Class Notes (839,189)
Canada (511,223)
Health Studies (1,194)
HLTC22H3 (110)
Anna Walsh (54)
Lecture

hltb01-lec1.doc

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Department
Health Studies
Course Code
HLTC22H3
Professor
Anna Walsh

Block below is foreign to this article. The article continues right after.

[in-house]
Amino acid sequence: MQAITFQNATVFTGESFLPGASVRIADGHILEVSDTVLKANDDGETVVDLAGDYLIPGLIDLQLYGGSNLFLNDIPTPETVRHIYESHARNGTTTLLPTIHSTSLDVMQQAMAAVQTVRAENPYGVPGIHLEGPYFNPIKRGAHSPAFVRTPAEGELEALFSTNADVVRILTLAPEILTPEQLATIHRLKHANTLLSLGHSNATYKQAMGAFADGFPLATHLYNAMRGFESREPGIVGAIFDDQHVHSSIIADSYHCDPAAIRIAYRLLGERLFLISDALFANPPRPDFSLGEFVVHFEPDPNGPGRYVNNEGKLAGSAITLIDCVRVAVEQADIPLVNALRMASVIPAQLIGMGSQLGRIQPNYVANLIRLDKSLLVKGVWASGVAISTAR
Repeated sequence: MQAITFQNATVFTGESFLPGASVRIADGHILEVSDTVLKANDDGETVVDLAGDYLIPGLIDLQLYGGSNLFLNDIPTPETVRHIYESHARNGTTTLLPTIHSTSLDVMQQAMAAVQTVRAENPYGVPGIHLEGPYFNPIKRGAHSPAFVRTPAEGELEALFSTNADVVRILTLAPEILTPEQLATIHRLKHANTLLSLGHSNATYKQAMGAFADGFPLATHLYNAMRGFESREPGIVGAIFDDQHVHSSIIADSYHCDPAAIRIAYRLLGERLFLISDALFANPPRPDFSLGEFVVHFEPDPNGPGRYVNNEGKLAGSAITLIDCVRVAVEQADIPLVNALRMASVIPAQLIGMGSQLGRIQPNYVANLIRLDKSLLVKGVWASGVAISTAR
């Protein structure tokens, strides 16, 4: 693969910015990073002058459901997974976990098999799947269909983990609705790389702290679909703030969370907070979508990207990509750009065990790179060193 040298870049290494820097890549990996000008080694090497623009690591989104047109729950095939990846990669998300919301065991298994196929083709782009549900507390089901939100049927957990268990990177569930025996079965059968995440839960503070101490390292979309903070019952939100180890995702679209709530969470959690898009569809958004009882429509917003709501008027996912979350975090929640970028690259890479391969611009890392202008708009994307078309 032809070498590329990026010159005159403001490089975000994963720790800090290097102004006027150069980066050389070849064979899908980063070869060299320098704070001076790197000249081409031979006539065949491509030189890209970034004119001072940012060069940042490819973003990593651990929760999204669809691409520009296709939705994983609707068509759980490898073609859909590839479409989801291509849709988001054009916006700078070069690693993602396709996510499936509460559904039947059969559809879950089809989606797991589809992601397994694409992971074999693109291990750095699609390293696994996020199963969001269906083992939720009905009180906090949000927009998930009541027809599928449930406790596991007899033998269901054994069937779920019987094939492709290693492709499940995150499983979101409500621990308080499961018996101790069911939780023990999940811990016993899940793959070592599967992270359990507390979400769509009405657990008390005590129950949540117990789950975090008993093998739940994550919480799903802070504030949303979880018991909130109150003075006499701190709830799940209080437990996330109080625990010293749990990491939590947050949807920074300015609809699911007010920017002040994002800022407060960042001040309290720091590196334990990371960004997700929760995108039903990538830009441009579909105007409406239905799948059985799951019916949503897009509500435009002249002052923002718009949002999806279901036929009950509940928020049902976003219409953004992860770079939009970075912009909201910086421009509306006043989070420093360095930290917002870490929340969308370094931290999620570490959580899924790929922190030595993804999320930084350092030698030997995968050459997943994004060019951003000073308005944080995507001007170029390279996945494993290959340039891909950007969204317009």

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HLTB01H3F: Health, Aging and the Life Cycle Department of Health Studies University of Toronto at Scarborough Winter 2010 Instructor: Anna Walsh. Term: Winter 2010 Mondays 3 p.m.-5 p.m. Lecture Room: Room AA 112. Required Text: Aldwin, Carolyn M. & Diane F. Gilmer. 2004. Health, Illness, and Optimal Aging: Biological and Psychosocial Perspectives. Thousand Oaks, California: Sage Publications, Inc. January 4/2010. Introduction to the course: course outline, assignments and exams. Brief overview and discussion. What is aging? Introduction to basic definitions and Models of Optimal Aging. A&G: Chapters 1 +12 HLTB01—Lecture One-Class Notes 1) Current Events: In the last year in 2009, swine flu was one of the big stories, H1N1 brought in a new challenge for us, We became aware we had to do something Vaccinations were available and still are. It was an on going issue and surfaced in 2009 2) Zambony theory on MS. MS targets those between ages 20- 40. It affects people at the prime of their life and causes nerological symptoms Zambony doesn’t believe MS is auto immune disease as researchers had thought before. They are really suffering from blockages in veins and their necks. Due to blocks there is a reflex of blood back to brain. A lot of funding and researching is going on. 3) Use of viruses to fight bacteria. We are becoming resistant to use of anti biotic, but studies show , that there is hope of attacking bacterial infections. Belief there will be treatment in the use of viruses. Research came from University colledge London ear institute and conducted a study on sever drug resistant ear infections 4) Preventing, brain cell death, in stroke patients. Research is occurring at uft. DR. Micheal Tymianski, hes an associated prof of surgery and physiology and involved in looking at treatment to save brainc ells after a stroke. 5) Lasers to stitch wounds, Using lasers to stictch wounds. 6) Gastricbypass surgery: treat type two diabetes. Procedure to make stomach smaller, and apparently finds out that there has been an alteration in diabetes patients to go into remission. Perhaps something else is going on. Some sort of a hormone. The affect 1 afterwards of gastric bypass, will give an example of how to deal with this. There is a research to look at the links. 7)Canada needs a national strategy. Report by alzymeires says we are going to have a tidal wave of dementia cases in the coming decade. Alzh society suggests dementia (robs the mind of ability to think and process) will more than double to 2.5 M as baby boomers age. They released this report, because it will be a cost, because it will be expensive to treat people. Cost us resources and money. Report by alzh =rising tide, the impact of dementia on Canadian society. Jarry=wife 47 year old, registred nurse=diagnosed in late 1990’s Had frontal temporal dementia. Mache executive director of insurance policy and became primary care giver. Was able to take care of her because of supportive staff and was able to work home. Treatment given for MS was given to suppress immune system. Even treatment we proivide is based on what we believe. Research is an evolving proc Readings are chapter 1 and 12.  next week: ontarios health insurance program therefore no readings. Quote Alfred tense Knowledge comes but wisdom lingers. This is why they say elderyly are wise. Process Life experience makes people wiser. Biogerentaology= study of the elderyly and aging process Geriatrics When looking at euthanasia and if we should have doctor Ask who is in charge Who should be able to decide quality and needs. Knowledge comes, but wisdom lingers. - Lord Alfred Tennyson • What is wisdom? 1 Aging of the population is probably one of the most discussed and debated subjects in Canada today. While some analysts forecast the worst in terms of costs to public services and labour market shortages, others argue that Canada is well- equipped to face this social and demographic phenomenon - and that people shouldn't worry that much about the growing percentage of seniors in the population. Theories of aging 2 • Aging processes are plastic, the rate at which we age is affected in part by our environment and our exposure to different circumstances. • Psychosocial gerontologists have considered the emotional, cognitive and social aspects of aging. • Biogerontologists are concerned with the changes in the molecular, cellular and organ systems that contribute to the rate of aging. Free radicals can increase the rate of deterioration and antioxidants may decrease the rate of aging. • Researchers in the field of health psychology and behavioral medicine are concerned with the psychosocial factors that can impact upon an individual's physical health. • There is emerging consensus across these 3 fields of study that provide some understanding of the protective factors and harmful factors associated with aging. • These advancements have contributed to the ongoing interest in optimal aging. • In 1963, Birren, Butler, Greenhouse and Yarrow offered a distinction between aging and disease. Their research offered the recognition that aging is not necessarily associated with relentless disability and pain. Their findings contributed towards the interdisciplinary study of aging and gerontology. Today, the medical community has demonstrated ongoing successes in the treatment of many chronic illnesses associated with prolonged aging. Definitions • Biogerontology = the study of biological processes giving rise to old age. • Gerontology = the study of the elderly, and of the aging process itself. It normally refers to the study of the biological process of aging, not its medical consequences. It concerns itself with the social, psychological and biological aspects of the aging process. • Geriatrics = the study of the diseases of the elderly. Gerontology covers the social, psychological and biology aspects of aging. • The field of Gerontology is still a much unknown area of study where no specific theory can offer any general understanding of successful aging. There are many theories that have been proposed and still many studies that will be advanced in the future to better understand this stage in life. When does late life began? • The population of years over the age of 65 in Canada is a very heterogeneous group whose health status, cultural origin, socioeconomic status, housing needs and so on vary extensively. This requires the ability to appreciate and understand the distinguishing differences between seniors rather than to arbitrarily group them in one homogeneous population. There has been no consensus given to when late life begins. There are some that have argued as young as 50 or 60 and 3 some as of 65 and older. It has been common practice to define young old persons as those between the ages of 65-years-old and 79 and old old individuals as those between the ages of 80 ad 99 and the old old that are centenarians or 100 years or older. Despite the fact that there are some individuals that will experience disability in their 40s or 50s, most young old individuals are generally speaking relatively healthy. • Well-being- There has also been no consensus given to the definitions of well- being and wellness or how to measure or assess them qualitatively or quantifiably. Definitions • Age = the number of years that a person has been alive. • Cohort = a group of people who share the same birth year or historical events i.e. the World War II generation. • Period = time in which a measurement or assessment was taken • Age Effect = a phenomenon that always occurs, irrespective of age, cohort, or period with aging. • Life span = absolutely at a time that individual may live. Average life span for human is = 120 years. Life span is defined as the period of time in which the life events of a species typically occur. • Life expectancy is how long, on average, an animal can be expected to live. • Life expectancy = length of time that an individual of a particular cohort could expect to live. It refers to the age at which half of a particular cohort will have died. Its calculation must take into account unforeseen historical circumstances that involve a number of assumptions. • Longevity is the period of time an organism is expected to live under ideal circumstances. • Age-specific life expectancy equals average number of years that members of a given cohort who have reached a specific age can expect to live. For example, people who reach the age of 65 could expect to live another 18 or 20 years even if the average life expectancy for their cohort is much lower. • Epidemiology = The statistical study of the distribution and determinants of disease in populations or study of disease in populations. • HEALTH= A state of complete physical, mental, and social well-being and not merely the absence of disease or infirmity • Mortality refers to death • Morbidity refers to illness. Any departure, subjective or objective, from a state of physiological or psychological well-being. • Morbidity rate = the relative frequency of a particular disease. • Mortality rate =Total number of deaths / total number of people at risk per unit of time. • Incidence Rate: Number of new cases of a disease in a specified period / average population during that period. Rate is usually expressed as per 100,000. Physiological Needs 4 • These are biological needs. They consist of needs for oxygen, food, water, and a relatively constant body temperature. They are the strongest needs because if a person were deprived of all needs, the physiological ones would come first in the person's search for satisfaction. • Acute illness = usually rapid onset, short-lived, can resolve on its own or can be treated. • Chronic illness = An illness that has persisted for a long period of time.